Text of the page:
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Chinese Netizens Confused Over Trump’s Taiwan Phone Call

A direct phone call between Trump and Taipei became a much discussed topic on Chinese social media on Saturday, where the majority of netizens see the phone call as a foolish move that demonstrates that President-elect Trump has “zero knowledge of foreign diplomacy.”

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A direct phone call between Trump and Taipei became a much discussed topic on Chinese social media on Saturday, where the majority of netizens see the phone call as a foolish move that demonstrates that President-elect Trump has “zero knowledge of foreign diplomacy.”

Reports over a direct phone call between US president-elect Donald Trump and Taiwanese president Tsai Ing-wen on Friday became all the talk on Chinese social media on Saturday.

Taipei Times reported about the telephone conversation between President Tsai Ing-wen (蔡英文) and Donald Trump on Friday as the first time a Taiwanese president has spoken with a US president-elect since official diplomatic ties between the two nations were severed in 1979.

Donald Trump later tweeted that it was the Taiwanese president who had called him to congratulate him on winning the elections.

On Weibo, one post about Trump’s Taiwan phone call was shared over 48600 times within half a day. Many Chinese social media users called Trump “stupid” and “foolish” for speaking directly to the Taiwan President.

“I think this might be serious – this hasn’t happened since 1979.”

Shortly after Trump won the elections, Chinese netizens initially responded with humor and praise. Many Chinese netizens supported Trump, not only because they seemed to like his pragmatic business background, but also because his opponent Hillary Clinton is often portrayed as an anti-China politician.

But after news of the phone call between Trump and Taipei came out, many netizens responded with confusion and worry to his Taiwan approach: “I think this might be serious – this hasn’t happened since 1979,” one Beijing netizen named @ProjectManagement said.

“Doesn’t he understand foreign diplomacy at all?” Weibo user Brother Five, a USA-based Chinese scholar, wondered: “What kind of signal is he trying to send?”

“Trump has zero knowledge on what foreign diplomacy is.”

On his Weibo account, Brother Five further wrote that he does not understand how Trump could directly call President Tsai Ing-wen, who is officially seen as a ‘province governor’ (省长) according to the PRC’s One-China policy, in which the island is part of PRC territory under its constitution as the ‘Taiwan Province.’

brother-five

“Trump has zero knowledge on what foreign diplomacy is,” another person also said.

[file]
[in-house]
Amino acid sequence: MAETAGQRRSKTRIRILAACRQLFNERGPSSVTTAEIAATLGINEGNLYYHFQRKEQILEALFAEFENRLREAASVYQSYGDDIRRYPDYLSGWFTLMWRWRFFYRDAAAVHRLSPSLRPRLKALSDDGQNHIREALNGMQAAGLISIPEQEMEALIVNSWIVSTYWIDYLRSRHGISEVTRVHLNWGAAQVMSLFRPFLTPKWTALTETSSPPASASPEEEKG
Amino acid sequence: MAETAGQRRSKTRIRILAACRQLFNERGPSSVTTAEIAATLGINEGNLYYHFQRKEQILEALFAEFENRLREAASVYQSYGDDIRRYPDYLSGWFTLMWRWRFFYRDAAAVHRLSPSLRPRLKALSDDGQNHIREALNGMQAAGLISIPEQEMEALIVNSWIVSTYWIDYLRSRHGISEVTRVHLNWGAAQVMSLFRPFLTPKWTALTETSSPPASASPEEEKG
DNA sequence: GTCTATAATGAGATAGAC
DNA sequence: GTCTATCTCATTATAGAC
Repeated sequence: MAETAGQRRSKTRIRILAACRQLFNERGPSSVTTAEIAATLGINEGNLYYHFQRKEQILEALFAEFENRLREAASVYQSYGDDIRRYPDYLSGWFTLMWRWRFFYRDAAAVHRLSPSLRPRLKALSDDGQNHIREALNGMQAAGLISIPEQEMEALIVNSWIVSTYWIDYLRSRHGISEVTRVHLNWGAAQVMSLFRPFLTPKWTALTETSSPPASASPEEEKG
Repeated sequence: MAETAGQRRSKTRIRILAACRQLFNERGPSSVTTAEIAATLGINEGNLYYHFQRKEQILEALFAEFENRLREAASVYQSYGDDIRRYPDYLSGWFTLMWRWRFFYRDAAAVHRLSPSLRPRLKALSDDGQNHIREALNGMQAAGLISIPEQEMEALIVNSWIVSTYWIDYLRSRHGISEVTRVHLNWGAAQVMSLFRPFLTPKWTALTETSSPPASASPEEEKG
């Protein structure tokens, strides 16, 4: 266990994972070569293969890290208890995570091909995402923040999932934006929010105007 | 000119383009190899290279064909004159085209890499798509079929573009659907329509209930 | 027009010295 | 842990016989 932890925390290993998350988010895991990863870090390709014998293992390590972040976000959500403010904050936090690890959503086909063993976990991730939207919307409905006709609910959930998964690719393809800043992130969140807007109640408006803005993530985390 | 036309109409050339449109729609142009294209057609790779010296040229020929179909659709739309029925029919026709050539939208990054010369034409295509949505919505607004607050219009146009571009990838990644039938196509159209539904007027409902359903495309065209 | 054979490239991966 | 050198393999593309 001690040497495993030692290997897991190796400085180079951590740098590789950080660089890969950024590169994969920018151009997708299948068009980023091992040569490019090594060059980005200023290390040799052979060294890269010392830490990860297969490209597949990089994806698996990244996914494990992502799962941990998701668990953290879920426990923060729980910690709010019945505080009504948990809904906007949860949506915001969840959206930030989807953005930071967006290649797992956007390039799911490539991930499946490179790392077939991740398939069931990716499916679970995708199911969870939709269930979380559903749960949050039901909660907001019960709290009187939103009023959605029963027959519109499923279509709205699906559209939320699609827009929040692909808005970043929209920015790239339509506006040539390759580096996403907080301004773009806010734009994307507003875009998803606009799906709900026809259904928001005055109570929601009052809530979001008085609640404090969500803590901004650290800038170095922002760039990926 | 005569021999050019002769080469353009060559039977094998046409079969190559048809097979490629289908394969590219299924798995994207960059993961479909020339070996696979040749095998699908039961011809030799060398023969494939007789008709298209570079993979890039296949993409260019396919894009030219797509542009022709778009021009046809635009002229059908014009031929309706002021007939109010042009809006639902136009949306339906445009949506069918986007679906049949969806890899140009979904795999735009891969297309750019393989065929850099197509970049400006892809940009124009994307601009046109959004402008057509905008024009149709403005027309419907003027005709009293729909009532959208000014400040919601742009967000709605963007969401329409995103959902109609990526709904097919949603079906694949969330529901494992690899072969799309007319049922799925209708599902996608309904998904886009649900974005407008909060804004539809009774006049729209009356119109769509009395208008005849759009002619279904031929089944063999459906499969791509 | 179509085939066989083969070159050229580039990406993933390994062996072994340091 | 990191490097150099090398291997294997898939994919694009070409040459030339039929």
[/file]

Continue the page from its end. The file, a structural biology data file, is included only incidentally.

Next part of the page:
Other netizens were also confused about Trump’s latest move as they felt it does not benefit any party involved: “This will actually be more of a hindrance than a help to Taiwan,” some remarked.

“Many Americans won’t think this is a big deal, but this influences how we as mainland Chinese think of them,” author Zhang Xinxin commented.

“It is not mainland China that should be worried – it is the White House.”

Sina Military News reported that according to China’s foreign minister Wang Yi, the phone call was just a “petty movement” by Taiwan that would not change the long-standing US policy towards China.

One group of netizens also agreed with this view: “I’d say it doesn’t really matter – it is not mainland China that should be worried, it is the White House that should be most worried,” one netizen commented.

In the end, the general reactions Chinese netizens have on Trump’s Taipei call are mainly (1) confusion, (2) anxiousness and (3) indifference. The alleged indifference stems from the idea that closer relations between Washington and Taipei would eventually only hurt the USA and Taiwan, and would not affect China. “China will come out as the winner,” many people said.

The majority of netizens seem to agree that the phone call is nothing but bad news. Although it might not necessarily do much harm, it will also not do any good for mainland China, nor for Taiwan, and certainly not for Trump and the future of Sino-US relations.

– By Manya Koetse
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©2016 Whatsonweibo. All rights reserved. Do not reproduce our content without permission – you can contact us at info@whatsonweibo.com.

Manya Koetse is the founder and editor-in-chief of whatsonweibo.com. She is a writer, public speaker, and researcher (Sinologist, MPhil) on social trends, digital developments, and new media in an ever-changing China, with a focus on Chinese society, pop culture, and gender issues. She shares her love for hotpot on hotpotambassador.com. Contact at manya@whatsonweibo.com, or follow on Twitter.

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China and Covid19

‘Hard Isolation’ is Shanghai’s New Word of the Day

In line with a new ‘hard isolation’ measure, the entrances of some Shanghai residential buildings were fenced up.

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While some Shanghai households have already endured weeks of isolation, a new word was added to their epidemic vocabulary today: ‘hard isolation’ or ‘strong quarantine’ (yìng gélí 硬隔离)

The word popped up on Chinese social media on April 23rd after some Shanghai netizens posted photos of fences being set up around their community building to keep residents from walking out.

“New word: hard isolation. Shanghai is rotten to the core,” one commenter wrote.

The word soon turned into a hashtag page where people started commenting on the issue of fences being placed around residential buildings, voicing concerns on what a fence around buildings would mean for fire safety, especially after online rumors suggested that there had been a fire at one community in Pudong on Saturday night.

An official document regarding the ‘hard isolation’ measure was also shared online on Saturday. It is dated April 23, 2022, and its source is the Pudong New Area Office for Epidemic Control.